"I'm going to get The Stand uncut for my holidays. Should keep me going!"
Whether you read the abridged or unabridged edition, The Stand is an epic that reveals deeper levels of mystery and meaning the more times you read it. A Mumsnet favourite by popular acclaim - warning: it has the potential to make you cry "big, gloopy, not terribly pretty tears".
Jefferson's moving and generous memoir explores her experience growing up as a member of the African-American middle classes in mid-century Chicago. Discussing the weight of expectation placed on her shoulders by her race, her class, and her gender, Jefferson is among the most thoughtful of writers not just on race relations, but on a whole nation's culture and history.
An absorbing, pacy book full of secrets, lovable characters and dramatic turns, Black Rabbit Hall revolves around the lives and loyalties of four siblings caught up in a life-changing event at their family’s country home in Cornwall. A fantastic debut.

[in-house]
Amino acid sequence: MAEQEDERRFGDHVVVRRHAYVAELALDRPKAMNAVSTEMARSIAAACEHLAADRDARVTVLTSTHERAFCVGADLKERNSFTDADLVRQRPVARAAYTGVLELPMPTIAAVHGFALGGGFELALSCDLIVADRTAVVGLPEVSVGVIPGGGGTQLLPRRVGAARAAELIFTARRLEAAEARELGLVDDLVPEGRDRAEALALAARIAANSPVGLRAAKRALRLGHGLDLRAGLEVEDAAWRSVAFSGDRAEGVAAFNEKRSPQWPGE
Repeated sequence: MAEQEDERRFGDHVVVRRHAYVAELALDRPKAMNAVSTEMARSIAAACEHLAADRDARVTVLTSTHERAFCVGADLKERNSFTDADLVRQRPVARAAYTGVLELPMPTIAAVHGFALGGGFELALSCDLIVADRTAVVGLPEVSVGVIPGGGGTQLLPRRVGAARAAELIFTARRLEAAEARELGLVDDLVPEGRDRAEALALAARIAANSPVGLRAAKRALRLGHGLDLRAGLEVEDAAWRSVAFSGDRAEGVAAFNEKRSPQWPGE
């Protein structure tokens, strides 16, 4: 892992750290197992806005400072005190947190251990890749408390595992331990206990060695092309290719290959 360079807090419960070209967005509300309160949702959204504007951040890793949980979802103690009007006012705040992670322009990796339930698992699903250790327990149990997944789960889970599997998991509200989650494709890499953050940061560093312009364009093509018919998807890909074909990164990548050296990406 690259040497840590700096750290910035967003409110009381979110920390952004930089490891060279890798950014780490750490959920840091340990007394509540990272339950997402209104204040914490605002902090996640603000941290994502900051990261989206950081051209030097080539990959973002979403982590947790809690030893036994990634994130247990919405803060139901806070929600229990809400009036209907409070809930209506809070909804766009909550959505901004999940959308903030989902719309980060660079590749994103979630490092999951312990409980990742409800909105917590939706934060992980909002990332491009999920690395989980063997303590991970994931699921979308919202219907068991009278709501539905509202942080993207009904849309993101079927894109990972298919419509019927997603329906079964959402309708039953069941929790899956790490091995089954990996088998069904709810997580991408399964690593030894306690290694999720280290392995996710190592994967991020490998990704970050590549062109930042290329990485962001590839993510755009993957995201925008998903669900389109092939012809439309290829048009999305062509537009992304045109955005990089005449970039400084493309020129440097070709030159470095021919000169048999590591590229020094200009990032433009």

If you're feeling bereft having completed the entire collection of Neapolitan novels, then delve into Ferrente's second: a breathtaking novella about a woman abandoned by her husband after 15 years of marriage and left to pick up the pieces while caring for her two daughters.
Pulley's debut novel has traces of steampunk, but make no mistake - it's also a glorious gambol through late Victorian history, politics, physics, feminism and engineering. It features an intensely likeable hero, a determined heroine, and a mechanical octopus. What's not to love?
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Last updated: 3 months ago